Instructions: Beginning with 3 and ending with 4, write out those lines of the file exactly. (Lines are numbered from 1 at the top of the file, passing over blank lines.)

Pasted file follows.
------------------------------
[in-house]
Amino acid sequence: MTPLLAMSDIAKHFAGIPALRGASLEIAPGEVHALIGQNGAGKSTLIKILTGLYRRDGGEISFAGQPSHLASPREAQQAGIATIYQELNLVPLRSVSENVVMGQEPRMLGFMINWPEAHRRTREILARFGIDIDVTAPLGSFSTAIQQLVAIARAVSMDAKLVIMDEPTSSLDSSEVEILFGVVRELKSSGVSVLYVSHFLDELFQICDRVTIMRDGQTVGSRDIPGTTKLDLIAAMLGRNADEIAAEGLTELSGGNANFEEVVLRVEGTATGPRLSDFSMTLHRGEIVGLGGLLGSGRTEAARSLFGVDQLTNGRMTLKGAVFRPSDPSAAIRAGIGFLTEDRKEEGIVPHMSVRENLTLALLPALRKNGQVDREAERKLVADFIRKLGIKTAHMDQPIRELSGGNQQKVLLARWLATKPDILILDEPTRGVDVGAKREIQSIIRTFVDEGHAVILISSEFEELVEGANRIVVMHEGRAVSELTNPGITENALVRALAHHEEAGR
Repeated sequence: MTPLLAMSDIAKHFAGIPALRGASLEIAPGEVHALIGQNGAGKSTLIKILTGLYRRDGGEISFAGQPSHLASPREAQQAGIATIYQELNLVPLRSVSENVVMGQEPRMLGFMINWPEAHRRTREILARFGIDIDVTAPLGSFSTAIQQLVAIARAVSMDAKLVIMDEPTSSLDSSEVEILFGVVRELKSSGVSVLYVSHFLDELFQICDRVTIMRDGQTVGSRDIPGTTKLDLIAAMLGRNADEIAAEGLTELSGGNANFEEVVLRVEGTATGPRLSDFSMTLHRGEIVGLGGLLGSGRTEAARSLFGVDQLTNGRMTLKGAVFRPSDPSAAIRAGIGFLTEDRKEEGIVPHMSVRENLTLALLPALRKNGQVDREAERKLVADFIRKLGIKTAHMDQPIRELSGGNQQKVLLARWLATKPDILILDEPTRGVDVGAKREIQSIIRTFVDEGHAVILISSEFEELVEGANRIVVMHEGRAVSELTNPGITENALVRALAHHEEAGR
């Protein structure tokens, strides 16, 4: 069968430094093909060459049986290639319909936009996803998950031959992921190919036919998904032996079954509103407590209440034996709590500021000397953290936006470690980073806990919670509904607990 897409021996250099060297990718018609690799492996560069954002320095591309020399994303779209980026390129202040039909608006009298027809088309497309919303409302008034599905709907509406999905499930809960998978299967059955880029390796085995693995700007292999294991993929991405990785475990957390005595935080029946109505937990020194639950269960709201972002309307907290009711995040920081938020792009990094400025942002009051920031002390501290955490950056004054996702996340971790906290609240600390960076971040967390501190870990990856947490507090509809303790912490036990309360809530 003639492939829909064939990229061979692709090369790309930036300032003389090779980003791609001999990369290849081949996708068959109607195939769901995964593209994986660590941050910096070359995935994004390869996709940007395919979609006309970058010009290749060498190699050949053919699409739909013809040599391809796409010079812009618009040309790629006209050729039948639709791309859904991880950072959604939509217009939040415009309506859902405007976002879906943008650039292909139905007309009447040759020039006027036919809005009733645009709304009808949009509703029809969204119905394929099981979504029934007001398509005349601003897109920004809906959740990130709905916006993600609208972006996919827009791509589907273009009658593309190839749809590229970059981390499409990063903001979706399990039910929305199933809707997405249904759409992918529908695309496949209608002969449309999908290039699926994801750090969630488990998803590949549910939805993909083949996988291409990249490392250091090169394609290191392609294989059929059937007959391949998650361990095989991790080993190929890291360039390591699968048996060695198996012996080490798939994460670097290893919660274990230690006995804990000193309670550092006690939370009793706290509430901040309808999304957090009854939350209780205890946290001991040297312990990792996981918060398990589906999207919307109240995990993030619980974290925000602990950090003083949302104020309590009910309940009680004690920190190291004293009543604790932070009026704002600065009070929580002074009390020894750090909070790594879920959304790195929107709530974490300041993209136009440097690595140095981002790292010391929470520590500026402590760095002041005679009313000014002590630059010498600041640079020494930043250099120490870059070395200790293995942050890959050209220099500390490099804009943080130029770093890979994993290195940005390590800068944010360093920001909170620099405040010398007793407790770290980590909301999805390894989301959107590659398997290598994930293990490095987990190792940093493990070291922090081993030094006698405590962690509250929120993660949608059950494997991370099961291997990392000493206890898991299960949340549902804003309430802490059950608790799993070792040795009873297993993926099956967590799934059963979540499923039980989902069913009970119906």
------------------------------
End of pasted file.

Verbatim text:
Repeated sequence: MTPLLAMSDIAKHFAGIPALRGASLEIAPGEVHALIGQNGAGKSTLIKILTGLYRRDGGEISFAGQPSHLASPREAQQAGIATIYQELNLVPLRSVSENVVMGQEPRMLGFMINWPEAHRRTREILARFGIDIDVTAPLGSFSTAIQQLVAIARAVSMDAKLVIMDEPTSSLDSSEVEILFGVVRELKSSGVSVLYVSHFLDELFQICDRVTIMRDGQTVGSRDIPGTTKLDLIAAMLGRNADEIAAEGLTELSGGNANFEEVVLRVEGTATGPRLSDFSMTLHRGEIVGLGGLLGSGRTEAARSLFGVDQLTNGRMTLKGAVFRPSDPSAAIRAGIGFLTEDRKEEGIVPHMSVRENLTLALLPALRKNGQVDREAERKLVADFIRKLGIKTAHMDQPIRELSGGNQQKVLLARWLATKPDILILDEPTRGVDVGAKREIQSIIRTFVDEGHAVILISSEFEELVEGANRIVVMHEGRAVSELTNPGITENALVRALAHHEEAGR
């Protein structure tokens, strides 16, 4: 069968430094093909060459049986290639319909936009996803998950031959992921190919036919998904032996079954509103407590209440034996709590500021000397953290936006470690980073806990919670509904607990 897409021996250099060297990718018609690799492996560069954002320095591309020399994303779209980026390129202040039909608006009298027809088309497309919303409302008034599905709907509406999905499930809960998978299967059955880029390796085995693995700007292999294991993929991405990785475990957390005595935080029946109505937990020194639950269960709201972002309307907290009711995040920081938020792009990094400025942002009051920031002390501290955490950056004054996702996340971790906290609240600390960076971040967390501190870990990856947490507090509809303790912490036990309360809530 003639492939829909064939990229061979692709090369790309930036300032003389090779980003791609001999990369290849081949996708068959109607195939769901995964593209994986660590941050910096070359995935994004390869996709940007395919979609006309970058010009290749060498190699050949053919699409739909013809040599391809796409010079812009618009040309790629006209050729039948639709791309859904991880950072959604939509217009939040415009309506859902405007976002879906943008650039292909139905007309009447040759020039006027036919809005009733645009709304009808949009509703029809969204119905394929099981979504029934007001398509005349601003897109920004809906959740990130709905916006993600609208972006996919827009791509589907273009009658593309190839749809590229970059981390499409990063903001979706399990039910929305199933809707997405249904759409992918529908695309496949209608002969449309999908290039699926994801750090969630488990998803590949549910939805993909083949996988291409990249490392250091090169394609290191392609294989059929059937007959391949998650361990095989991790080993190929890291360039390591699968048996060695198996012996080490798939994460670097290893919660274990230690006995804990000193309670550092006690939370009793706290509430901040309808999304957090009854939350209780205890946290001991040297312990990792996981918060398990589906999207919307109240995990993030619980974290925000602990950090003083949302104020309590009910309940009680004690920190190291004293009543604790932070009026704002600065009070929580002074009390020894750090909070790594879920959304790195929107709530974490300041993209136009440097690595140095981002790292010391929470520590500026402590760095002041005679009313000014002590630059010498600041640079020494930043250099120490870059070395200790293995942050890959050209220099500390490099804009943080130029770093890979994993290195940005390590800068944010360093920001909170620099405040010398007793407790770290980590909301999805390894989301959107590659398997290598994930293990490095987990190792940093493990070291922090081993030094006698405590962690509250929120993660949608059950494997991370099961291997990392000493206890898991299960949340549902804003309430802490059950608790799993070792040795009873297993993926099956967590799934059963979540499923039980989902069913009970119906």